There was indeed plenty to love about their north Eagle home.  Built in the early 1900s, the two-story house was situated on four acres with mature trees and a beautiful view, and it was close to Hewlett-Packard, where both Russ and Janet were employed.  But after 30 years, they were ready to rekindle the love affair with their home, and that meant addressing its imperfections — some of which dated back to when they first moved in, and some that simply reflected the toll of passing years.

It wasn’t as if Janet and Russ hadn’t made home improvements along the way.  Twenty years earlier they had put in an office/closet/bathroom addition, and in 2005 they added a full basement, bringing their house up to 2,600 square feet of living space that better accommodated guests and hobbies.  A few years ago they created a large patio with pavers, leaving additional footers for an eventual roof.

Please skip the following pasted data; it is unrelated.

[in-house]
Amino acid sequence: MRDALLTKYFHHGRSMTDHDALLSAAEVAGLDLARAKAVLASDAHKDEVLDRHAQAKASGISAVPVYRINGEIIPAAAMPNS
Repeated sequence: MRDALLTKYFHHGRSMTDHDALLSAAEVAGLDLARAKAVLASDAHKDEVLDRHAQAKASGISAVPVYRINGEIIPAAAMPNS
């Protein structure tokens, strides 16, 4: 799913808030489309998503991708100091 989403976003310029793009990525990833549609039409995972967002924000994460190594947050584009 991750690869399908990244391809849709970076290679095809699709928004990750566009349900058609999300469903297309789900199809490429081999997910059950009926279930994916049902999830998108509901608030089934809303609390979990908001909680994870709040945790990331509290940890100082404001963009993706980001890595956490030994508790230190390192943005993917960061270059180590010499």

Unfortunately, their initial remodel project created an exterior appearance that didn’t match the rest of the home.  As Russ describes it, “It left an ugly wall on the east side of the house that clearly looked like an addition.”  For Janet, one of the biggest drawbacks to her aging home was its kitchen.  “We had redone the kitchen when we first bought our home, but hadn’t touched it since. We had formica and linoleum that was worn through, and the appliances were getting very old.”  The couple was ready as well for some changes to their bedroom, which Janet described somewhat charitably as “old and dark.”